Well, not really. Last week I was invited by Tiffany Van Gorder, general manager of Balzac Communications & Marketing, to attend a luncheon and wine tasting at the W Hotel. Featured at the event were wines from Lombardy. Readers may know that I enjoyed last year’s Taste of Lombardy event at the Palomar Hotel, so I could not refuse an invitation to attend the again this year. A history of wines and winemaking in Lombardy was provided in last year’s post, so rather than repeat that information again, I will simply provide the link to that article here for readers to enjoy. My focus now will be this year’s event and the wines that I sampled.
Tasters were greeted to the event with a glass of Franciacorta, a wine which looks like a sparkling wine but is labeled Franciacorta. Sippers may be familiar with Prosecco, another style of Italian bubbly; however, the tasting notes explained that Franciacorta “names the growing area, the production method and the wine…” It can be made from Chardonnay and/or Pinot Noir although Pinot Blanc may also be used. Franciacorta is produced by secondary fermentation in the bottle, and in an interesting historical note, the process goes as far back as the Middle Ages when Benedictine monks first produced the wine. The growing region, located in the northeastern region between Lombardy and Venetia, was officially approved in 1967 with the boundaries similar to those that were defined in a statute approved in 1429. Of course, it is served in a flute so that its bubbles can race to the top of the glass. Crisp and refreshing with bright apple notes, it was a nice way to start the event.
The dining tables were organized according to the various wineries representing the Lake Garda territory at the event with three wineries listed per table. Wines from the designated wineries were then served their wines with the courses served at the luncheon. A creamy risotto topped with shrimp was served for the first course, and this was paired at my table with an offering from the Monte Cicogna label, the aromatic 2007 Il Torrione made with 100% Riesling Renano. Fruity with a nice mouth feel, it paired well with the risotto. Feel free to also serve this with a brie-style cheese. The second course featured a braised beef topped with fresh dill partnered with a 2009 Gropello from Averoldi. This presented a dark garnet color with elements of juicy berries and spice on the nose and palate. Quite nice with the beef, it should also pair well with summer sausage and tangy cheeses. Lamb chops were served with the third course alongside the more complex 2005 Akros Riserva from Cantina Bergamasca. Aged for three years in French oak, this blend of Merlot and Cabernet Sauvignon was rich in dried fruit aromas and flavors with additional nuances of anise and vanilla. Though fine with lamb chops, I’d serve this one with almost anything that moos, quacks or oinks. Cheesecake finished the luncheon and served with the delightful Moscato di Scanzo; a red Moscato, the lovely floral nose was truly intoxicating! Chocolates or blue cheese might also be a match for this rich dessert wine.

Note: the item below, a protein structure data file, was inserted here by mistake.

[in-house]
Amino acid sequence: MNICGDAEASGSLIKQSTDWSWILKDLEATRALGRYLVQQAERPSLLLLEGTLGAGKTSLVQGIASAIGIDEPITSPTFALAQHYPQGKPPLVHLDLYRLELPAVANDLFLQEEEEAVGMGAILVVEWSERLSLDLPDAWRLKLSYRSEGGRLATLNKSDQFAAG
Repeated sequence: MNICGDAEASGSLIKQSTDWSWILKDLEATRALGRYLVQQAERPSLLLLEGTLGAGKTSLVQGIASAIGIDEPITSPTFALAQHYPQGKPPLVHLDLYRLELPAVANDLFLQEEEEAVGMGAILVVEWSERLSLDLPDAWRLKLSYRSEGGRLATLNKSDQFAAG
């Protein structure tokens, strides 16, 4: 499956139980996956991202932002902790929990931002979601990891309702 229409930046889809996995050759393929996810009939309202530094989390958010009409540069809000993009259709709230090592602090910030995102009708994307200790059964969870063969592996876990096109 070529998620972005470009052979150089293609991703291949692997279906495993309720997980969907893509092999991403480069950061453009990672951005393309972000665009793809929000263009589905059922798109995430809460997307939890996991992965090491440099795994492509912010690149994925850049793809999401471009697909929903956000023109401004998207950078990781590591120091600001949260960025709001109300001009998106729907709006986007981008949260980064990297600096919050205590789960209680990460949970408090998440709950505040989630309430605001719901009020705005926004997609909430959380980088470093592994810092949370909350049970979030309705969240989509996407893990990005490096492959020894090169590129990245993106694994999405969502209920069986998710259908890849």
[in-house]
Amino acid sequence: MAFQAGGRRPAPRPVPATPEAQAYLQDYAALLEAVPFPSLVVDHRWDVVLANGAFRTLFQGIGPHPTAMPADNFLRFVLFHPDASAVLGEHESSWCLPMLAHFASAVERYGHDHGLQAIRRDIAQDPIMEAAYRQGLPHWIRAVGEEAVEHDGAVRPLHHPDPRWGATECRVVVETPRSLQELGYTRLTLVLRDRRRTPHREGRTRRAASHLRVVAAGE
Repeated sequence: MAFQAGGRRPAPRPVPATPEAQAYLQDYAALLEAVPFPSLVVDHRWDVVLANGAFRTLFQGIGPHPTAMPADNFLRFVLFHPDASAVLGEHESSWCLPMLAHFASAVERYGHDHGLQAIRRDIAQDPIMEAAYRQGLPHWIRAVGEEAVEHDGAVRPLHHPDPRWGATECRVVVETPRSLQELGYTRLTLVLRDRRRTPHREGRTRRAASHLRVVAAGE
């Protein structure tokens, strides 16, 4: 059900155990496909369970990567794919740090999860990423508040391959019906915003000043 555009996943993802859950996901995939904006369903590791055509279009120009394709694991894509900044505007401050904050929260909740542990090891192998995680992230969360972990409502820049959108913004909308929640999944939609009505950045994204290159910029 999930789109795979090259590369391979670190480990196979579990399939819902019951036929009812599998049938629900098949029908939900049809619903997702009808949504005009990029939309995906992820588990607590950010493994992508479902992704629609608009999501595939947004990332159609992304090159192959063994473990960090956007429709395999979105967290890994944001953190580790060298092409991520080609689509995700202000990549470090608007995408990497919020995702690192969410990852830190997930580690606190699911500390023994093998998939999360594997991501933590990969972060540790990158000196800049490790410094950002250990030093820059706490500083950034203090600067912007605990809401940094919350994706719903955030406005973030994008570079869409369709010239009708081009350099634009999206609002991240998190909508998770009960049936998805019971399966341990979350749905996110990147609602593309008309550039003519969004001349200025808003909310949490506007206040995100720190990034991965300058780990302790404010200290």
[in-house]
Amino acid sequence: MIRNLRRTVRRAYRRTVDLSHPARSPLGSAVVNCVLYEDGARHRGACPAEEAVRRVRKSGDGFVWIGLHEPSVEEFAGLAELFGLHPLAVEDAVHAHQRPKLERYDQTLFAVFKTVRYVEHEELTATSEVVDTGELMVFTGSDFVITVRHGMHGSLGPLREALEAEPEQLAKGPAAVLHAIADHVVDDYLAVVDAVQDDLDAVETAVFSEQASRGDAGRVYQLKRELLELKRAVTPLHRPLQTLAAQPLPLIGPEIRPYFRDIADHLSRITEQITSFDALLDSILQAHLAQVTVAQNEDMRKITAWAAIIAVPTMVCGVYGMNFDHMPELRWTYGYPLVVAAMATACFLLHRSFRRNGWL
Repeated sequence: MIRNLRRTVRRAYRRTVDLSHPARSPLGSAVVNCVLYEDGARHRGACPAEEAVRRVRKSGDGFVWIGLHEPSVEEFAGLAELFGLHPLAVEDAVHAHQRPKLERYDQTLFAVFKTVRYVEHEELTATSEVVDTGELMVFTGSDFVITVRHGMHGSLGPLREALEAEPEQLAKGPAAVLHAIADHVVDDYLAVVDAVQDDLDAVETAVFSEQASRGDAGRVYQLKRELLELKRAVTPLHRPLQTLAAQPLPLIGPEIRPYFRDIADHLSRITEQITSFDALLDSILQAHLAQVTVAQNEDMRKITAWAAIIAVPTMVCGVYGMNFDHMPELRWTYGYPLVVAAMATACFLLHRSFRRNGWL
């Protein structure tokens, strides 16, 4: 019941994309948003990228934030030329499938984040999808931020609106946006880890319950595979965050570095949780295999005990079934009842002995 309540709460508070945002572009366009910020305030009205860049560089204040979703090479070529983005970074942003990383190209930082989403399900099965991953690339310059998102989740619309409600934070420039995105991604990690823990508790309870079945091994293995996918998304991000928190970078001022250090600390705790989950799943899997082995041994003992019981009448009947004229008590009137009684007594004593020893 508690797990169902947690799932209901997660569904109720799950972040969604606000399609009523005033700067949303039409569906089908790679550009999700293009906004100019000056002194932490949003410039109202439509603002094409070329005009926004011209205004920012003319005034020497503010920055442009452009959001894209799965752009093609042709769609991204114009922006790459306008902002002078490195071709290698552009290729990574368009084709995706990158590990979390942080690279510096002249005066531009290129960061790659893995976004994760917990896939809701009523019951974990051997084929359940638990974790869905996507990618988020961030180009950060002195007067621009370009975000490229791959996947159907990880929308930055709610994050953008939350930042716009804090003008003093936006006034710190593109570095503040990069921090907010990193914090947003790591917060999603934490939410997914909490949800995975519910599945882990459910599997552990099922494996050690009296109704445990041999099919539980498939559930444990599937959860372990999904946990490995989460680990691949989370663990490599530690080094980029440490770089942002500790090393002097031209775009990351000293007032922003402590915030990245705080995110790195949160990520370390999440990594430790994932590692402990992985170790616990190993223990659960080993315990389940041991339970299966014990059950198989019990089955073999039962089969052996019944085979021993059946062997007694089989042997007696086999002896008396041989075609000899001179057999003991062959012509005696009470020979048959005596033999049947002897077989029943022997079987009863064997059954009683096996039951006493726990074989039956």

Representatives from the wineries sat at our tables during the luncheon, and this provided an opportunity for tasters to learn more about the wines from the Lombardy region. Of interest to me was the conversation about reaching a larger American consumer base as it recalled many conversations that I have had with local winemakers. Both share a number of similar obstacles. Wineries in both regions tend to be small and therefore yield limited productions. Furthermore, varietals that grow well in these regions are not necessarily ones that have immediate name recognition. When was the last time you looked for an Italian Gropello, for example? Probably the last time you were in search of that Petit Verdot from Virginia! The perceived American palate is yet another dilemma. There is no doubt that Americans may be more willing to sip beyond California these days; however, the Napa region with its familiar styles and varieties still captivates the American consumer. And the Italian wines that are most familiar to Americans tend to be low-end, vast productions of Pinot Grigio and Chianti. Therefore, part of the marketing model for both Virginia and Lombardy winemakers has to be educating the American consumer to encourage them to “drink” outside of the box. Price inevitably came up as yet another inhibiting factor—how much will the American consumers pay for a bottle of wine? High quality but limited productions tend to make for a more expensive bottle of wine. This is probably the chief issue that Virginia wineries grapple with, but it was also the issue shared by the Lombardy winemakers. (However, I will say that some of the price points that were quoted to me seemed more than reasonable given the quality of wines that I tasted.)
Lunch came to end, and Tiffany invited us all to visit the 16 stations which represented the various wineries of the Lombardy region. Each station offered wines that best expressed the vineyards’ terroir. With glass in hand, I made my rounds to the various stations to swirl and sip away. What were my favorites? That will be the focus of my next post. Until then, visit your local wine shop and ask for a wine made in Lombardy; be sure to mention that Virginia Wine Time sent you!